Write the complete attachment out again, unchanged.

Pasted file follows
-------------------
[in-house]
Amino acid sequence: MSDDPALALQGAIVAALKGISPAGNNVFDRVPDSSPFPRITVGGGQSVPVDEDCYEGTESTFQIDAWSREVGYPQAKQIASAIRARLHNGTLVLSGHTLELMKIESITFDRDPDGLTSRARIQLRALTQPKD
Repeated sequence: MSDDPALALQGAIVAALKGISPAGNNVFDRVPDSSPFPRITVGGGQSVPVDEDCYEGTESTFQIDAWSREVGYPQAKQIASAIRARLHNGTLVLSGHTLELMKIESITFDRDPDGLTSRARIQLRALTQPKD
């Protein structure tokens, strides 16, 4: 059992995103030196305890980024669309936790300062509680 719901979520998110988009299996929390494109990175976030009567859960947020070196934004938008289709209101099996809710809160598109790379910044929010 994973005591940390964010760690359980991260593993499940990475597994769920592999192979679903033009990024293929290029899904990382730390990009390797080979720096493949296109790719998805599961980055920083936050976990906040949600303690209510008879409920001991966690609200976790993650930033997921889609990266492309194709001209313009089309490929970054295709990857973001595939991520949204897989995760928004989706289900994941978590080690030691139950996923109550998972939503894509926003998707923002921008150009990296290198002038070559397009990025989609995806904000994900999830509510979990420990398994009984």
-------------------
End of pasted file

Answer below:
[in-house]
Amino acid sequence: MSDDPALALQGAIVAALKGISPAGNNVFDRVPDSSPFPRITVGGGQSVPVDEDCYEGTESTFQIDAWSREVGYPQAKQIASAIRARLHNGTLVLSGHTLELMKIESITFDRDPDGLTSRARIQLRALTQPKD
Repeated sequence: MSDDPALALQGAIVAALKGISPAGNNVFDRVPDSSPFPRITVGGGQSVPVDEDCYEGTESTFQIDAWSREVGYPQAKQIASAIRARLHNGTLVLSGHTLELMKIESITFDRDPDGLTSRARIQLRALTQPKD
């Protein structure tokens, strides 16, 4: 059992995103030196305890980024669309936790300062509680 719901979520998110988009299996929390494109990175976030009567859960947020070196934004938008289709209101099996809710809160598109790379910044929010 994973005591940390964010760690359980991260593993499940990475597994769920592999192979679903033009990024293929290029899904990382730390990009390797080979720096493949296109790719998805599961980055920083936050976990906040949600303690209510008879409920001991966690609200976790993650930033997921889609990266492309194709001209313009089309490929970054295709990857973001595939991520949204897989995760928004989706289900994941978590080690030691139950996923109550998972939503894509926003998707923002921008150009990296290198002038070559397009990025989609995806904000994900999830509510979990420990398994009984």